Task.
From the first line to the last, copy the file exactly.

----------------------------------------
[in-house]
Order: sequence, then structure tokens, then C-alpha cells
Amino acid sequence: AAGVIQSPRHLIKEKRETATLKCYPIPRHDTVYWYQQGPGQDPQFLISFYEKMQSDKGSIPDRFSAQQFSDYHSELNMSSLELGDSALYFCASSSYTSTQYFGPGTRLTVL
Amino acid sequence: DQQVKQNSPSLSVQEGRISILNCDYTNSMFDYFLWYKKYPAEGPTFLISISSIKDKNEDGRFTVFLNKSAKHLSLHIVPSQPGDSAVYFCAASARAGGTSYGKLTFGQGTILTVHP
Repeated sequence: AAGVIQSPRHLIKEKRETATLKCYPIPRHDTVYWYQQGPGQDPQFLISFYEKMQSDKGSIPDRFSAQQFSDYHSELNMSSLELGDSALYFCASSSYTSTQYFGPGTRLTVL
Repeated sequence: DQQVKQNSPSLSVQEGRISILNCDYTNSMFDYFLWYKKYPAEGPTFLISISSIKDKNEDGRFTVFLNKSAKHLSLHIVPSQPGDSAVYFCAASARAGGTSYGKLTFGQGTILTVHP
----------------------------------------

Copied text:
[in-house]
Order: sequence, then structure tokens, then C-alpha cells
Amino acid sequence: AAGVIQSPRHLIKEKRETATLKCYPIPRHDTVYWYQQGPGQDPQFLISFYEKMQSDKGSIPDRFSAQQFSDYHSELNMSSLELGDSALYFCASSSYTSTQYFGPGTRLTVL
Amino acid sequence: DQQVKQNSPSLSVQEGRISILNCDYTNSMFDYFLWYKKYPAEGPTFLISISSIKDKNEDGRFTVFLNKSAKHLSLHIVPSQPGDSAVYFCAASARAGGTSYGKLTFGQGTILTVHP
Repeated sequence: AAGVIQSPRHLIKEKRETATLKCYPIPRHDTVYWYQQGPGQDPQFLISFYEKMQSDKGSIPDRFSAQQFSDYHSELNMSSLELGDSALYFCASSSYTSTQYFGPGTRLTVL
Repeated sequence: DQQVKQNSPSLSVQEGRISILNCDYTNSMFDYFLWYKKYPAEGPTFLISISSIKDKNEDGRFTVFLNKSAKHLSLHIVPSQPGDSAVYFCAASARAGGTSYGKLTFGQGTILTVHP